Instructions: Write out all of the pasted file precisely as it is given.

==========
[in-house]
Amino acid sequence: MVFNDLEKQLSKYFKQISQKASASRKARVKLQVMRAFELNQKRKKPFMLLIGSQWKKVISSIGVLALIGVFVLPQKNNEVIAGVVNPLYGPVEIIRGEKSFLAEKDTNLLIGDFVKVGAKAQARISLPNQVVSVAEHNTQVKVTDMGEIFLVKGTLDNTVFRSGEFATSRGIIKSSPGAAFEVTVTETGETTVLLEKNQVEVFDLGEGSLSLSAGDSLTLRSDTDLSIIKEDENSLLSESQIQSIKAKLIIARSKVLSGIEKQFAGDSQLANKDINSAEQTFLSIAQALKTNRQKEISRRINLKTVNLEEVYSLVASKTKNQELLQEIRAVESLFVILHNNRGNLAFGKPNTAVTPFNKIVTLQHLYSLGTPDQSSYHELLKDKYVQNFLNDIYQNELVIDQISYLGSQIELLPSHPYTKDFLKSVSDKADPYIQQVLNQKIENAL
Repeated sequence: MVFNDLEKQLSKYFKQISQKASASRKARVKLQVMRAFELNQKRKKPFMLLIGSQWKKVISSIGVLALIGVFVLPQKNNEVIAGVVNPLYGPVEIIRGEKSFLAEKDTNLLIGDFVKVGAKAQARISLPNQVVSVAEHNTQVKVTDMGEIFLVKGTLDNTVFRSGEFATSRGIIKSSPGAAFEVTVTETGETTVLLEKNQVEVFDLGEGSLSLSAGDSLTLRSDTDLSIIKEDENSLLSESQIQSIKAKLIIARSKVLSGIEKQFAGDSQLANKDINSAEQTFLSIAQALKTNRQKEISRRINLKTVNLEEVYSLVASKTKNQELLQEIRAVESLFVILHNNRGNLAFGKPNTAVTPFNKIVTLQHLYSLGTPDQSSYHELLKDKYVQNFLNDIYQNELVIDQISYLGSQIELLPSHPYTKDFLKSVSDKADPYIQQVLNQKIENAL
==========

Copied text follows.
[in-house]
Amino acid sequence: MVFNDLEKQLSKYFKQISQKASASRKARVKLQVMRAFELNQKRKKPFMLLIGSQWKKVISSIGVLALIGVFVLPQKNNEVIAGVVNPLYGPVEIIRGEKSFLAEKDTNLLIGDFVKVGAKAQARISLPNQVVSVAEHNTQVKVTDMGEIFLVKGTLDNTVFRSGEFATSRGIIKSSPGAAFEVTVTETGETTVLLEKNQVEVFDLGEGSLSLSAGDSLTLRSDTDLSIIKEDENSLLSESQIQSIKAKLIIARSKVLSGIEKQFAGDSQLANKDINSAEQTFLSIAQALKTNRQKEISRRINLKTVNLEEVYSLVASKTKNQELLQEIRAVESLFVILHNNRGNLAFGKPNTAVTPFNKIVTLQHLYSLGTPDQSSYHELLKDKYVQNFLNDIYQNELVIDQISYLGSQIELLPSHPYTKDFLKSVSDKADPYIQQVLNQKIENAL
Repeated sequence: MVFNDLEKQLSKYFKQISQKASASRKARVKLQVMRAFELNQKRKKPFMLLIGSQWKKVISSIGVLALIGVFVLPQKNNEVIAGVVNPLYGPVEIIRGEKSFLAEKDTNLLIGDFVKVGAKAQARISLPNQVVSVAEHNTQVKVTDMGEIFLVKGTLDNTVFRSGEFATSRGIIKSSPGAAFEVTVTETGETTVLLEKNQVEVFDLGEGSLSLSAGDSLTLRSDTDLSIIKEDENSLLSESQIQSIKAKLIIARSKVLSGIEKQFAGDSQLANKDINSAEQTFLSIAQALKTNRQKEISRRINLKTVNLEEVYSLVASKTKNQELLQEIRAVESLFVILHNNRGNLAFGKPNTAVTPFNKIVTLQHLYSLGTPDQSSYHELLKDKYVQNFLNDIYQNELVIDQISYLGSQIELLPSHPYTKDFLKSVSDKADPYIQQVLNQKIENAL